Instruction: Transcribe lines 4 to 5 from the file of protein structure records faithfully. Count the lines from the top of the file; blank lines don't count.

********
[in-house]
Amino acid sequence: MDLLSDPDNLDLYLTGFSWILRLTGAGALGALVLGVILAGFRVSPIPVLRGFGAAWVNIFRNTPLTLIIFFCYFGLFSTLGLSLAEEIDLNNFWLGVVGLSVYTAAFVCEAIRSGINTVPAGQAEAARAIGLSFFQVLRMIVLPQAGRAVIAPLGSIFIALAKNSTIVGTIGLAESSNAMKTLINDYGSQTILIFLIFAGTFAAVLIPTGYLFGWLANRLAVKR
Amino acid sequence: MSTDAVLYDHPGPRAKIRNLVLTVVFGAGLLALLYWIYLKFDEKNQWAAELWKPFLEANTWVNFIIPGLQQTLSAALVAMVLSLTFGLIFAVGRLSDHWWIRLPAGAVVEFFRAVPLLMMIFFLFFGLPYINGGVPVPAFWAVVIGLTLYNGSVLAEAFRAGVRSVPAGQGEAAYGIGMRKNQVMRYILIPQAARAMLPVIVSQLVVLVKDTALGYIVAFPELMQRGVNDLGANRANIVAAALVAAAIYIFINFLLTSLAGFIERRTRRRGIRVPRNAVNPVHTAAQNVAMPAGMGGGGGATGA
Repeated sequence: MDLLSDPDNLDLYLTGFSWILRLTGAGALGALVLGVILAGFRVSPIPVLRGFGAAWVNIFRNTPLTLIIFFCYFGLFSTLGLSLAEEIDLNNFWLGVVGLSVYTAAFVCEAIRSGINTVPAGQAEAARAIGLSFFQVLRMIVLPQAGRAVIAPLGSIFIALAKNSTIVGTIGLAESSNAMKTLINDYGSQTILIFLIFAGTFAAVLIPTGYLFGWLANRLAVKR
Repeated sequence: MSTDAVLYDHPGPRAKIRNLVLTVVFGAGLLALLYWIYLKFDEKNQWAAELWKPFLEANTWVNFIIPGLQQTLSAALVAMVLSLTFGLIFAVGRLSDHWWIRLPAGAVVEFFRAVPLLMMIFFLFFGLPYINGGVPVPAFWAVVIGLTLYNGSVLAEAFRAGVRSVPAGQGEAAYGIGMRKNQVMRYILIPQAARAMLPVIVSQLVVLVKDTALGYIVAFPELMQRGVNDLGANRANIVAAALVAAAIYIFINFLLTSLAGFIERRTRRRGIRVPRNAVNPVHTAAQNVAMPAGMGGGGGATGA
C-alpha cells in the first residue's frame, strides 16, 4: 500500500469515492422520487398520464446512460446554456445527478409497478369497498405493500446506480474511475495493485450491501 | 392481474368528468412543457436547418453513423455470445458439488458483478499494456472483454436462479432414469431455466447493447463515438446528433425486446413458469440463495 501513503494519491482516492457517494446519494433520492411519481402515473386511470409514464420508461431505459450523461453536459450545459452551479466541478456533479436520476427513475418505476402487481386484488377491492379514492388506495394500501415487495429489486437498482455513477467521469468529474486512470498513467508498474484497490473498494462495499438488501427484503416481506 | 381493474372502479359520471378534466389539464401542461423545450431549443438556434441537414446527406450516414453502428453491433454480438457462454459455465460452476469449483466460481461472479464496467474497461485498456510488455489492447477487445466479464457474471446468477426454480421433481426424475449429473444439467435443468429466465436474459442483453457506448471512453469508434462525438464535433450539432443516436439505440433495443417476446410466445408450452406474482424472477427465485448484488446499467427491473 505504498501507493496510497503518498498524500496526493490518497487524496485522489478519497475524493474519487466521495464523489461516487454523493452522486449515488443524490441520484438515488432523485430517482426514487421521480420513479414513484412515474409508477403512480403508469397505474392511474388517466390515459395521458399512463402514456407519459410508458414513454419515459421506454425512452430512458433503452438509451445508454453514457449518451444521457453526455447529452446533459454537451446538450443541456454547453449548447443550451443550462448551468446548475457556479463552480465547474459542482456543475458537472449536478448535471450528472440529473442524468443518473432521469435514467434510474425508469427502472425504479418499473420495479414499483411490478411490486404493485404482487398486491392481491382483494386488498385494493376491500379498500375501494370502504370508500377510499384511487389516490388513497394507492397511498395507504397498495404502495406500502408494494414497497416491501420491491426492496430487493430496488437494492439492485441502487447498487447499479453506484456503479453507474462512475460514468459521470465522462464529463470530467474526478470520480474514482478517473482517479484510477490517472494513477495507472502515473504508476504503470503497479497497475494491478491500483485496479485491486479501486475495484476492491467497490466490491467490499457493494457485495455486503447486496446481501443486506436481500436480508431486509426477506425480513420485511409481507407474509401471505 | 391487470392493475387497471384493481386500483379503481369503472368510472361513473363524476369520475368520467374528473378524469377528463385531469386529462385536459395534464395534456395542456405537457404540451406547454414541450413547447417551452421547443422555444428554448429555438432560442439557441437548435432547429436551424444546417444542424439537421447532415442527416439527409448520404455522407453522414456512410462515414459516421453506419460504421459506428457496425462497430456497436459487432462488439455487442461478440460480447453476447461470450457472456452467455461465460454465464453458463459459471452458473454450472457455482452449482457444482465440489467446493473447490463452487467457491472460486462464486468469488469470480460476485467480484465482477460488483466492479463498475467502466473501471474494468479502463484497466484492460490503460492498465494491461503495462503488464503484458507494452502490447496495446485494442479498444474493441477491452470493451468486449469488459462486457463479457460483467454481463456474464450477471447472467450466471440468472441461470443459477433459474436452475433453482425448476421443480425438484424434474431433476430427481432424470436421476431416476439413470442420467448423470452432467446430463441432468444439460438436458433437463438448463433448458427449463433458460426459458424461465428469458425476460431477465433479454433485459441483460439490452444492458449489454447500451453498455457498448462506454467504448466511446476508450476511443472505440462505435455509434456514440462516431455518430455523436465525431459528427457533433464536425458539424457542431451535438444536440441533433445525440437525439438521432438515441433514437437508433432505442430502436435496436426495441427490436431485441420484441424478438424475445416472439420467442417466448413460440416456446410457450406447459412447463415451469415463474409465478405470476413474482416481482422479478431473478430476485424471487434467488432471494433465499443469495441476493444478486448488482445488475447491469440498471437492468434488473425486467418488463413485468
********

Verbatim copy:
Repeated sequence: MDLLSDPDNLDLYLTGFSWILRLTGAGALGALVLGVILAGFRVSPIPVLRGFGAAWVNIFRNTPLTLIIFFCYFGLFSTLGLSLAEEIDLNNFWLGVVGLSVYTAAFVCEAIRSGINTVPAGQAEAARAIGLSFFQVLRMIVLPQAGRAVIAPLGSIFIALAKNSTIVGTIGLAESSNAMKTLINDYGSQTILIFLIFAGTFAAVLIPTGYLFGWLANRLAVKR
Repeated sequence: MSTDAVLYDHPGPRAKIRNLVLTVVFGAGLLALLYWIYLKFDEKNQWAAELWKPFLEANTWVNFIIPGLQQTLSAALVAMVLSLTFGLIFAVGRLSDHWWIRLPAGAVVEFFRAVPLLMMIFFLFFGLPYINGGVPVPAFWAVVIGLTLYNGSVLAEAFRAGVRSVPAGQGEAAYGIGMRKNQVMRYILIPQAARAMLPVIVSQLVVLVKDTALGYIVAFPELMQRGVNDLGANRANIVAAALVAAAIYIFINFLLTSLAGFIERRTRRRGIRVPRNAVNPVHTAAQNVAMPAGMGGGGGATGA